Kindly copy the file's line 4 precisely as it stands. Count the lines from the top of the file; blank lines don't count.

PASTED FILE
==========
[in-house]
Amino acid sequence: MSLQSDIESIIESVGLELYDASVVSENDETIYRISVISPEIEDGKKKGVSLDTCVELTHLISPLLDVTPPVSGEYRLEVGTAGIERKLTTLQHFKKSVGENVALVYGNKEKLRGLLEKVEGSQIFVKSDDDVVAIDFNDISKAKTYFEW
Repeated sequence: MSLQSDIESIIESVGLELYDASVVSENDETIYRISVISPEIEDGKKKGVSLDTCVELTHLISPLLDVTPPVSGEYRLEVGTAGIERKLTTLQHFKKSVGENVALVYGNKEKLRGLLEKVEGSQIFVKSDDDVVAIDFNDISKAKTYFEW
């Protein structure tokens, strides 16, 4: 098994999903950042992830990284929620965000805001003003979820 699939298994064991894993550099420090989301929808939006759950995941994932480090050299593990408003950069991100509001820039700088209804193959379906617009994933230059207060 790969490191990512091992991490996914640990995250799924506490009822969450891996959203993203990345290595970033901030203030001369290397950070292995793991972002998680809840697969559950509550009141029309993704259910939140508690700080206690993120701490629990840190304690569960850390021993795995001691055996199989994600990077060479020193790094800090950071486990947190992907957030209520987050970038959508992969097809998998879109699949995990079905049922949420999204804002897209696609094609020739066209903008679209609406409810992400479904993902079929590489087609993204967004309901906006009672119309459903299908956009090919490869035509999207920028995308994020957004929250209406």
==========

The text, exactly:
């Protein structure tokens, strides 16, 4: 098994999903950042992830990284929620965000805001003003979820 699939298994064991894993550099420090989301929808939006759950995941994932480090050299593990408003950069991100509001820039700088209804193959379906617009994933230059207060 790969490191990512091992991490996914640990995250799924506490009822969450891996959203993203990345290595970033901030203030001369290397950070292995793991972002998680809840697969559950509550009141029309993704259910939140508690700080206690993120701490629990840190304690569960850390021993795995001691055996199989994600990077060479020193790094800090950071486990947190992907957030209520987050970038959508992969097809998998879109699949995990079905049922949420999204804002897209696609094609020739066209903008679209609406409810992400479904993902079929590489087609993204967004309901906006009672119309459903299908956009090919490869035509999207920028995308994020957004929250209406």